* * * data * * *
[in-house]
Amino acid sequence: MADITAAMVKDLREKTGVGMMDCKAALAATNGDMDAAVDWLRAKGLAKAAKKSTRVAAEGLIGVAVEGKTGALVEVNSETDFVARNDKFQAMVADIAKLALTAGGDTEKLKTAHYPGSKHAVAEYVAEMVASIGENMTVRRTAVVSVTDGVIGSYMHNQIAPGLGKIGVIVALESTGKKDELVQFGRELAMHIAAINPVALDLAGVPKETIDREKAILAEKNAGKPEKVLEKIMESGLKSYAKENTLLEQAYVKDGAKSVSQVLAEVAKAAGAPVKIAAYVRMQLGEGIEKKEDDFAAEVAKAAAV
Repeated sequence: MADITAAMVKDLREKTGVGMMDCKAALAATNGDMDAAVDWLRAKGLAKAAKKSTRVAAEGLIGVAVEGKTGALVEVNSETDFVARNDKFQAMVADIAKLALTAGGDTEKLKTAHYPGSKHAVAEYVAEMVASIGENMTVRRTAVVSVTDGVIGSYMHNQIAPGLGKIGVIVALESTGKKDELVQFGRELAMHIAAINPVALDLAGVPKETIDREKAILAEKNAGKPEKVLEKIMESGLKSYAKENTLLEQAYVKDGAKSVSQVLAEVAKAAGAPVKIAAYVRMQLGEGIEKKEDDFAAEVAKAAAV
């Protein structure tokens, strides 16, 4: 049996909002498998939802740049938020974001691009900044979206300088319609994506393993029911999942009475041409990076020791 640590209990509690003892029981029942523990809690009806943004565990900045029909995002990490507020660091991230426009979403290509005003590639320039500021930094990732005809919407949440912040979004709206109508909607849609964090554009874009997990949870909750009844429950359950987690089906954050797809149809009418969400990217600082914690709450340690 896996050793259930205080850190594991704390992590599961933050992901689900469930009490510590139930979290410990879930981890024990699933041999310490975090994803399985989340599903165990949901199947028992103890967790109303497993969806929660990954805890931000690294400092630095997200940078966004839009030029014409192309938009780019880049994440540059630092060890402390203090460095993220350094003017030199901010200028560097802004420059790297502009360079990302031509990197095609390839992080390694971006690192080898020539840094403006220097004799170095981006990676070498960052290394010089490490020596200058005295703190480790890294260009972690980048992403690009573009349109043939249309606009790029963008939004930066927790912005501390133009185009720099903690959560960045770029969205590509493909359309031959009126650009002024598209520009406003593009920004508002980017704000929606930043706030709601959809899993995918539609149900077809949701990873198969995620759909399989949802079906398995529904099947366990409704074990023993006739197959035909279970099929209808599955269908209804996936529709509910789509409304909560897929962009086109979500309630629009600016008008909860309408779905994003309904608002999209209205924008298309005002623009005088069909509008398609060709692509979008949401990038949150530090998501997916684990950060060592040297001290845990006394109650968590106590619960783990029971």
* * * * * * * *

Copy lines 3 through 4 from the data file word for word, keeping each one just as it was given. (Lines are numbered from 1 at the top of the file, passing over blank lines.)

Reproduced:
Repeated sequence: MADITAAMVKDLREKTGVGMMDCKAALAATNGDMDAAVDWLRAKGLAKAAKKSTRVAAEGLIGVAVEGKTGALVEVNSETDFVARNDKFQAMVADIAKLALTAGGDTEKLKTAHYPGSKHAVAEYVAEMVASIGENMTVRRTAVVSVTDGVIGSYMHNQIAPGLGKIGVIVALESTGKKDELVQFGRELAMHIAAINPVALDLAGVPKETIDREKAILAEKNAGKPEKVLEKIMESGLKSYAKENTLLEQAYVKDGAKSVSQVLAEVAKAAGAPVKIAAYVRMQLGEGIEKKEDDFAAEVAKAAAV
């Protein structure tokens, strides 16, 4: 049996909002498998939802740049938020974001691009900044979206300088319609994506393993029911999942009475041409990076020791 640590209990509690003892029981029942523990809690009806943004565990900045029909995002990490507020660091991230426009979403290509005003590639320039500021930094990732005809919407949440912040979004709206109508909607849609964090554009874009997990949870909750009844429950359950987690089906954050797809149809009418969400990217600082914690709450340690 896996050793259930205080850190594991704390992590599961933050992901689900469930009490510590139930979290410990879930981890024990699933041999310490975090994803399985989340599903165990949901199947028992103890967790109303497993969806929660990954805890931000690294400092630095997200940078966004839009030029014409192309938009780019880049994440540059630092060890402390203090460095993220350094003017030199901010200028560097802004420059790297502009360079990302031509990197095609390839992080390694971006690192080898020539840094403006220097004799170095981006990676070498960052290394010089490490020596200058005295703190480790890294260009972690980048992403690009573009349109043939249309606009790029963008939004930066927790912005501390133009185009720099903690959560960045770029969205590509493909359309031959009126650009002024598209520009406003593009920004508002980017704000929606930043706030709601959809899993995918539609149900077809949701990873198969995620759909399989949802079906398995529904099947366990409704074990023993006739197959035909279970099929209808599955269908209804996936529709509910789509409304909560897929962009086109979500309630629009600016008008909860309408779905994003309904608002999209209205924008298309005002623009005088069909509008398609060709692509979008949401990038949150530090998501997916684990950060060592040297001290845990006394109650968590106590619960783990029971």